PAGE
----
Security forces in Chad have arrested 60 suspected militants and dismantled a cell responsible for two suicide bomb attacks in its capital on June 15, the chief prosecutor of the central African nation said on Sunday.
Blasts in two police offices in N’Djamena that appeared to have been coordinated killed 34 people including four suspected Boko Haram militants and injured dozens. It was the largest attack of its kind in Chad.
“An active cell of a terrorist network has been identified and dismantled,” said prosecutor Alghassim Khamis, adding that those arrested came from Chad, Cameroon, Mali and Nigeria.
He identified one attacker as Issa Oumar, alias Issa Tchoulou, but did not give his nationality. Bomb fragments collected at the sites had been turned over for analysis to the U.S. Federal Bureau of Investigation, he said.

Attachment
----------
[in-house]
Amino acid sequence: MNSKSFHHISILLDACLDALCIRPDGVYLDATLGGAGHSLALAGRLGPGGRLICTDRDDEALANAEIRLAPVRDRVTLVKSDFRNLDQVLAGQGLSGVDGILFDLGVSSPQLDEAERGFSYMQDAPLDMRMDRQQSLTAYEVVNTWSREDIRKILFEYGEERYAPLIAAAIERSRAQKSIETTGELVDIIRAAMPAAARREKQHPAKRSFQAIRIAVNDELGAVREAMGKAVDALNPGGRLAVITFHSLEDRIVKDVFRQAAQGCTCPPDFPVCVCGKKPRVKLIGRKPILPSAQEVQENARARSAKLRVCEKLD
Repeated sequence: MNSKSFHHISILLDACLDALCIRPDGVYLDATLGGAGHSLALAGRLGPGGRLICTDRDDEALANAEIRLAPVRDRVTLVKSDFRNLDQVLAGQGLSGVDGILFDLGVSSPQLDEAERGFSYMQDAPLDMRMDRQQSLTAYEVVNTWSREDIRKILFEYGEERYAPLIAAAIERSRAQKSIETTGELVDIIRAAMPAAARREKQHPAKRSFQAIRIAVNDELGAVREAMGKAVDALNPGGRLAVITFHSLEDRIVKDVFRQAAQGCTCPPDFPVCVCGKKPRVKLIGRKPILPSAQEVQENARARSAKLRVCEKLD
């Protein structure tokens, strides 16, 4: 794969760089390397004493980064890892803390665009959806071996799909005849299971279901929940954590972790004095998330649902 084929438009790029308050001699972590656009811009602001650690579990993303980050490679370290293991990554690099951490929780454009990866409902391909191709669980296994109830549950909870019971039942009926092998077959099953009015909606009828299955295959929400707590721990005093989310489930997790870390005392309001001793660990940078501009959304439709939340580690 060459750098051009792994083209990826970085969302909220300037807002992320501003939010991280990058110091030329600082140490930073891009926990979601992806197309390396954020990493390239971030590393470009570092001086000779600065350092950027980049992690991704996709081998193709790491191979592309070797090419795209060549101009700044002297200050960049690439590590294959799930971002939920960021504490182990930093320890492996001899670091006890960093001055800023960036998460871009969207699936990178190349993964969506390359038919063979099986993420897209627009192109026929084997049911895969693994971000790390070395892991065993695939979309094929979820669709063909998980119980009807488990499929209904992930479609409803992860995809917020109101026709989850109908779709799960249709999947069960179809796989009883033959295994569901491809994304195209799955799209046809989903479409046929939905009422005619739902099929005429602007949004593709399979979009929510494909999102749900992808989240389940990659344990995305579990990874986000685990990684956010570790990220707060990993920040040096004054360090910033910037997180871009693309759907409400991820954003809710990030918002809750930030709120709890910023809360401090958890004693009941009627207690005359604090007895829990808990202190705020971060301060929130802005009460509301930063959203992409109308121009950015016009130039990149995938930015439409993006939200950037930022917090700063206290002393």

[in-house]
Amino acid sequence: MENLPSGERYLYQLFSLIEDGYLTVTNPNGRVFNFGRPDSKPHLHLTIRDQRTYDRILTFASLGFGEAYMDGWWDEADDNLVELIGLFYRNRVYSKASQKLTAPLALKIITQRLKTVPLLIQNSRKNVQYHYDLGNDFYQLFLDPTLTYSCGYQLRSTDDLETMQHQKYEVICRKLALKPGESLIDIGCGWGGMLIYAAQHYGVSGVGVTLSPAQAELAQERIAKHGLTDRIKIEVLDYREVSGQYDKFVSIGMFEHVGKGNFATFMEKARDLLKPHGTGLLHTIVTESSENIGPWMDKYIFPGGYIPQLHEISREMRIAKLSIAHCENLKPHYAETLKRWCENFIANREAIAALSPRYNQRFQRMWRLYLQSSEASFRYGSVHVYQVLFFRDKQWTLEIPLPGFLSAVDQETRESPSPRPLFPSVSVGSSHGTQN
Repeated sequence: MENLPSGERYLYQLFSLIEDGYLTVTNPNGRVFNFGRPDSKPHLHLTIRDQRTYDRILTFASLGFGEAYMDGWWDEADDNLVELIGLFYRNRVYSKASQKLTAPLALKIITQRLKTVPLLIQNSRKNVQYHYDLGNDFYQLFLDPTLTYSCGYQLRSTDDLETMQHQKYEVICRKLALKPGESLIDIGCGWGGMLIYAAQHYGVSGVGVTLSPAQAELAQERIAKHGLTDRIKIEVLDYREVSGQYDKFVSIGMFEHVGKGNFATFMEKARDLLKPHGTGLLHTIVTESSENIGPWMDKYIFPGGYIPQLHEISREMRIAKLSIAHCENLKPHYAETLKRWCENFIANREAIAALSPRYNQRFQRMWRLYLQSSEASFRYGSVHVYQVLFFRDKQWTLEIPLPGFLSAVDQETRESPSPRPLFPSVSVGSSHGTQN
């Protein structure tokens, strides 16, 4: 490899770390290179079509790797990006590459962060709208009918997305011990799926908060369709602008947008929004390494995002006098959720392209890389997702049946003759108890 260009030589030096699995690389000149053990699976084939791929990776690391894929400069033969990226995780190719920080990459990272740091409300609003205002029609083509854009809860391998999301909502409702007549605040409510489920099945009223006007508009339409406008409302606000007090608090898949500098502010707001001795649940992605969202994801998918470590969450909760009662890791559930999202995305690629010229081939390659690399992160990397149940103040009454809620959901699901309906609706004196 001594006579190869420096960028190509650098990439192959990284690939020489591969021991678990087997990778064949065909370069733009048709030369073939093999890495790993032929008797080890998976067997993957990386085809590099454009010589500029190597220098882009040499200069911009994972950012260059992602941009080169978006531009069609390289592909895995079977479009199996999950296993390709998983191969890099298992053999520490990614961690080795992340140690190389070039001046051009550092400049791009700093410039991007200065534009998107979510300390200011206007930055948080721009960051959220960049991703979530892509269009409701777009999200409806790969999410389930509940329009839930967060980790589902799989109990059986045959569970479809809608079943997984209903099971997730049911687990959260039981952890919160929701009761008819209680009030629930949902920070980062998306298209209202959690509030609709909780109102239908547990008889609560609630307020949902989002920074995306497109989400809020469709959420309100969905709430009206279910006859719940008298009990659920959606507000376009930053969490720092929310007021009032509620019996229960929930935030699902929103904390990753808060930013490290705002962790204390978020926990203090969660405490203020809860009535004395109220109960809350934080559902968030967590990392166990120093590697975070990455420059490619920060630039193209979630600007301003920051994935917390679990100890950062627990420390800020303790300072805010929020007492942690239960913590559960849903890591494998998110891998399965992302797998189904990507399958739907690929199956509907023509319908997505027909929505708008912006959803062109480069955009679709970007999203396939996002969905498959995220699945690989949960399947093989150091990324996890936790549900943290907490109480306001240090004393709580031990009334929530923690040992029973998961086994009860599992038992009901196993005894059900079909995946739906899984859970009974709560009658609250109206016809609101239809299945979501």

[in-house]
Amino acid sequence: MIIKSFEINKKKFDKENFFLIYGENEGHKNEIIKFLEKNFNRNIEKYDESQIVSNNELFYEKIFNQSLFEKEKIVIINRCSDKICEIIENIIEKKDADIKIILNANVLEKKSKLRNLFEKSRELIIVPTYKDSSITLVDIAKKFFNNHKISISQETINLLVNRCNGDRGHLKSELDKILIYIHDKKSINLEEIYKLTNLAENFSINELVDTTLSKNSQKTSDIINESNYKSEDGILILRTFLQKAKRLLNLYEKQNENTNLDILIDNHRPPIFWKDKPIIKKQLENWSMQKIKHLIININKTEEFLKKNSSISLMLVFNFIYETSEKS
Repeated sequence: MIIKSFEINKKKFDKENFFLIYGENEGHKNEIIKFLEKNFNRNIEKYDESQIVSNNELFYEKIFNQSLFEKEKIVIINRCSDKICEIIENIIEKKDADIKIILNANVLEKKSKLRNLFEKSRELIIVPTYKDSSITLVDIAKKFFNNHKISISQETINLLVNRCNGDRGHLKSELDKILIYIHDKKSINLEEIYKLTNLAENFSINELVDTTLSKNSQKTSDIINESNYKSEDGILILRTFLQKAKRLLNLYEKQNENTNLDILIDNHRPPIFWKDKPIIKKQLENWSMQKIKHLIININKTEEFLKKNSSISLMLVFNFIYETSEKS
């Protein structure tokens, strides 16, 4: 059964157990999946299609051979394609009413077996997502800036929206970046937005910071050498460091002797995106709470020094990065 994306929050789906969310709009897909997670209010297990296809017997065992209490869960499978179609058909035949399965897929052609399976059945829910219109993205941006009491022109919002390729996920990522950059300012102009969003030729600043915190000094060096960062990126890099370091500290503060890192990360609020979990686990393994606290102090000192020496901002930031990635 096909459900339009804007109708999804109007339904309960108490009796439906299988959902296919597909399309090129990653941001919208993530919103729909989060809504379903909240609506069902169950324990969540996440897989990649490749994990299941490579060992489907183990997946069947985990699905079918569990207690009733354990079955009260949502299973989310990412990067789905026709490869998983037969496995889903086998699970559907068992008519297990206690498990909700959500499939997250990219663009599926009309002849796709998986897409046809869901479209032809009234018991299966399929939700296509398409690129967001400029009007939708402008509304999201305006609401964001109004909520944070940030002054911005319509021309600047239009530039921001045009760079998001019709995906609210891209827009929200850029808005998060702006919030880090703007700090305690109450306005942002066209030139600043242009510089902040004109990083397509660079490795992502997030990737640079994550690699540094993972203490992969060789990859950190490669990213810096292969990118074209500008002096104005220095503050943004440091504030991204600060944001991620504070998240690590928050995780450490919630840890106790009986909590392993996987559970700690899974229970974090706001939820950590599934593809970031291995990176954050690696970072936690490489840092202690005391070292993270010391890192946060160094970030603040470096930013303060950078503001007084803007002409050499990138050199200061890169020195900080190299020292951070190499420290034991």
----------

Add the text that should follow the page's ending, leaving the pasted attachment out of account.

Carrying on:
Communications equipment has been seized and thanks to new technology, witness testimony and an examination of the victims it was clear the attack was well planned with explosive vests made from a specially-constructed black tissue, said Khamis.
Chad has played a leading role in helping Nigerian forces win back territory from Boko Haram, which has mounted a six-year insurgency to carve out an Islamist caliphate in Nigeria’s northeast and attacked neighbours Niger and Cameroon.
The Chadian capital is a command centre for a regional force in the fight.